Here’s Everything Extremely Wicked, Shockingly Evil And Vile Changed About Ted Bundy’s Story

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Despite being a reviled serial killer who was executed in 1989, 2019 has been a pretty big year for Ted Bundy. Conversations with a Killer: The Ted Bundy Tapes was a huge hit for Netflix and proved so popular with viewers that the streaming giant actually had to issue a statement explaining that it’s not alright to start openly professing how much you fancy Ted Bundy.

Sure, he was a violent predatory necrophile who was found guilty of some disturbing and horrific crimes, but he’s still kinda dreamy. All that’s why a lot of people were feeling a bit nervous about Extremely Wicked, Shockingly Evil and Vile. Arriving on Netflix this past weekend, it stars former teen heartthrob, now adult heartthrob, Zac Efron as the killer and though it stays mostly faithful to Bundy’s story, it does make some significant changes.

For one, what it doesn’t tell us is that his girlfriend Elizabeth had actually found several clues relating to his crimes around the house. In fact, it was these very clues that led to her calling the police back in 1974. As Esquire explains:

Those clues inspired her to make her first call to the police in 1974. While she was on the phone, she lost her nerve and hung up. One month later, when the abductions began happening in Utah as soon as Bundy moved to Salt Lake City, Kendall called the cops again. The police said they’d already cleared Bundy—but Kendall continued to think back on clues which pointed to Bundy’s involvement, from the crowbar he took from her house, to a hatchet under the passenger seat of his car, to plaster of Paris she once found in Bundy’s desk drawer which would explain the suspect’s arm cast.

Commenting on why he left this stuff out, director Joe Berlinger said:

“In the book there were a few clues along the way that made her scratch her head, as it would anybody. I want the audience to invest in the relationship between Zac and Lily, and to believe that relationship so that by the end of the film, when she finally holds him accountable, I wanted the audience to also feel the same level of disgust that she’s feeling because, for the first half of the movie, you were almost lulled into a sense of, well, maybe he’s not such a bad guy. I want people to feel revolted at the end and I think that would have been impossible to do if, in the first 10 or 15 minutes, she finds a knife in the glove compartment.”

To make up for not showing us the clues, Berlinger instead added that scene of the dog barking at Bundy, which didn’t actually happen in real life. As far as we know.

Something that did happen in real life, however, was Elizabeth moving on to date someone from an Alcoholics Anonymous meeting. In the movie, though, it’s one of her colleagues at work who she becomes romantically involved with. It’s not a huge change, sure, but it’s interesting that the filmmakers made it nonetheless.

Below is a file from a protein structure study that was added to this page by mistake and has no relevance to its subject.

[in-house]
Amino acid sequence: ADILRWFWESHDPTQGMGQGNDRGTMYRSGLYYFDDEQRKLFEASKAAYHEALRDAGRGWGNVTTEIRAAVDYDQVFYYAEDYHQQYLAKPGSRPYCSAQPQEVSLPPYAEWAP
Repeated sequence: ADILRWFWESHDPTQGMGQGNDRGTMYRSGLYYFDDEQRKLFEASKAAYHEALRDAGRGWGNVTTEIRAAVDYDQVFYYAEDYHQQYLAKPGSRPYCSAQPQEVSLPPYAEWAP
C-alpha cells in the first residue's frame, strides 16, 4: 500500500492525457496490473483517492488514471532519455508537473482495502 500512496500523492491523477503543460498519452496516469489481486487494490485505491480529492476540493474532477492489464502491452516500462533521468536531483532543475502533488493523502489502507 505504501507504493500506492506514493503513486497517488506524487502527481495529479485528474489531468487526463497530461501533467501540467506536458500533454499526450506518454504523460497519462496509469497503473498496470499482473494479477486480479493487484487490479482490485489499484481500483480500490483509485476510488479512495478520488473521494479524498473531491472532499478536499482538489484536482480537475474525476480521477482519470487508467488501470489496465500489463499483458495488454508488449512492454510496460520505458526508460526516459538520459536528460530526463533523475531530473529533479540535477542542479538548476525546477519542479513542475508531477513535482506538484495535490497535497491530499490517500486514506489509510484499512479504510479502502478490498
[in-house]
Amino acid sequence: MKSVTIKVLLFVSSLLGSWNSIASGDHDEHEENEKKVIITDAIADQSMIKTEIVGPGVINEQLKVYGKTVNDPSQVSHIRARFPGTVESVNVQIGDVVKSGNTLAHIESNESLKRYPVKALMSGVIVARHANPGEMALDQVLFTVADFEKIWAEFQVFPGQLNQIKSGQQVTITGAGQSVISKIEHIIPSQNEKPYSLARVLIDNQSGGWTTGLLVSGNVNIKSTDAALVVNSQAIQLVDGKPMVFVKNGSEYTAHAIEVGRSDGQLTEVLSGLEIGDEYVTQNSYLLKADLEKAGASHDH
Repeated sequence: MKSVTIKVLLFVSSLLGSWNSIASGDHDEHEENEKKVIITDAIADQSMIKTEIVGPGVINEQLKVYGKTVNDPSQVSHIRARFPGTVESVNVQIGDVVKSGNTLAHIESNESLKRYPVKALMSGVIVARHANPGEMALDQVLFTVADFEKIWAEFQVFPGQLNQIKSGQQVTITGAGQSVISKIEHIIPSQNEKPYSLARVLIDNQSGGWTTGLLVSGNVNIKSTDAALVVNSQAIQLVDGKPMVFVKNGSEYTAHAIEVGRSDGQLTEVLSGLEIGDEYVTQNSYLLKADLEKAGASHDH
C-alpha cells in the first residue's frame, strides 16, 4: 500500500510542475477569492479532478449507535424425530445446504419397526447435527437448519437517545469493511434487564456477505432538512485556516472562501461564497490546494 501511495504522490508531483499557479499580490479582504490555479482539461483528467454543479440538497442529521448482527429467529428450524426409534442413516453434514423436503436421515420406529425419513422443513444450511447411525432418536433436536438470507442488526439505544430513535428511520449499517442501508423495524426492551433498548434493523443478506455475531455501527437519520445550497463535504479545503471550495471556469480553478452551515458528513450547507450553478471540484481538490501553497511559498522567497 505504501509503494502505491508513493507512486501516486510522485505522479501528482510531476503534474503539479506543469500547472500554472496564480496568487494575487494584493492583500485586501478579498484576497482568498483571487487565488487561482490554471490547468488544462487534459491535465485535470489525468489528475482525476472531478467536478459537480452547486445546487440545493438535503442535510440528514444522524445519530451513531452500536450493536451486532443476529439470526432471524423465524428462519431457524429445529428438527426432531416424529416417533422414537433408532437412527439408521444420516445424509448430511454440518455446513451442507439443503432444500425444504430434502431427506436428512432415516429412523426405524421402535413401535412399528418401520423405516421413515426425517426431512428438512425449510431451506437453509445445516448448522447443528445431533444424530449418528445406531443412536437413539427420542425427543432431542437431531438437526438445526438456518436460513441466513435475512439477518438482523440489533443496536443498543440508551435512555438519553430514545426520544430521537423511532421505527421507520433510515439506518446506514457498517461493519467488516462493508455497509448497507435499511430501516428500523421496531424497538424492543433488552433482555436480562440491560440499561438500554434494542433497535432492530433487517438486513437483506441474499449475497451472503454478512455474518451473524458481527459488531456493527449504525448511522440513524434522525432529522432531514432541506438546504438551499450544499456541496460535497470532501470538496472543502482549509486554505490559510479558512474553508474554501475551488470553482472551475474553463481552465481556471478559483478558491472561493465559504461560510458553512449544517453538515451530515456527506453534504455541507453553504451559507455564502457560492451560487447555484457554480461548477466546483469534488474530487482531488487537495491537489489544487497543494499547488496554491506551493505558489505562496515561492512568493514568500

What’s also interesting is the final scene, where Bundy admits to Elizabeth that he used a hacksaw to cut off one of his victim’s heads. In real life, he never confessed to Liz. Instead, he just hinted that he was guilty, saying:

“There is something the matter with me … I just couldn’t contain it. I found it for a long, long time … it was just too strong.”

Explaining the change, Berlinger said:

“We’re in an era of accountability, I wanted Liz’s character to really hold him accountable at the end and make him say those words to her face. That was a bit of a departure from the book.”

And while we’re on the topic of that conversation between Ted and Liz, in real life she also asked him if he ever tried to kill her at any point, to which he admitted he did, saying that “he once closed the damper at her house while she was sleeping so the smoke couldn’t go up the chimney, then he left after putting a towel under a door so the smoke wouldn’t escape.”

Extremely Wicked Shocking Evil and Vile

Finally, the last of the major changes Extremely Wicked, Shockingly Evil and Vile makes to Ted Bundy’s story is in his relationship with Carol. For one, their random encounter at that dog adoption center didn’t actually happen. Instead, it’s thought that Ted and Carol had stayed in touch – to some extent – over the years. And as far as her revealing to him that she’s pregnant right before his sentencing, that also didn’t happen, given that their daughter Rose was born in October 1981.

Of course, there are likely a lot of other minor details that the film changed about Bundy’s life, but on the whole, it was a mostly faithful adaptation and though its decision to shy away from showing the truly evil side of Ted is questionable, it’s still a gripping look into the life of one of America’s most horrific serial killers.

Source: Esquire

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